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Published on Nov 22, 2016
Many people burn wood in their homes for heat and ambience during the cold months. The smell of burning wood is pleasant to some people, but even though wood is a natural substance, exposure to wood smoke can be hazardous to one’s health.
The U.S. Environmental Protection Agency (EPA) reports that the smoke from wood burning is made up of a complex mixture of gases and fine particles (also called particle pollution, particulate matter or PM). In addition to particle pollution, wood smoke contains several toxic harmful air pollutants including: benzene, formaldehyde, acrolein and polycyclic aromatic hydrocarbons (PAHs). Carbon monoxide is also produced during the burning of wood.
These substances and microscopic particles can get into the eyes and respiratory system, where they can cause health problems. The EPA states that short-term exposures to particles (hours or days) from wood smoke can aggravate lung disease, causing asthma attacks and acute bronchitis, and may also increase susceptibility to respiratory infections. Long-term exposures (months or years) have been associated with problems such as reduced lung function and the development of chronic bronchitis, and even premature death. Some studies also suggest that long-term PM 2.5 exposures may be linked to cancer and to harmful developmental and reproductive effects, such as infant mortality and low birth weight.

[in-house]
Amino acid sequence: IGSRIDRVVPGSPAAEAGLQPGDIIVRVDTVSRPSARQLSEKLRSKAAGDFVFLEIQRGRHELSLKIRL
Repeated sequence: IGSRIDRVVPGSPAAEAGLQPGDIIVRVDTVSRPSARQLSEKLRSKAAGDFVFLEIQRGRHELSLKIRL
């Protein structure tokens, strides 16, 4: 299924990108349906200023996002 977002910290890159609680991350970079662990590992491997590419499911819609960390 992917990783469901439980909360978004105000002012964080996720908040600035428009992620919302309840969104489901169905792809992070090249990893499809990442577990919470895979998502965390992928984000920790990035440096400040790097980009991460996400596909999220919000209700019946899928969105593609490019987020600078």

The EPA reports that wood smoke can affect everyone, but children, teenagers, older adults, people with lung diseases, including asthma and COPD, or people with heart diseases are the most vulnerable. Research indicates that obesity or diabetes may also increase risk.
These are just a few things to know about wood smoke exposure and your health. To learn more about this or other air quality, environmental, health, safety or occupational issues, please visit the websites shown below.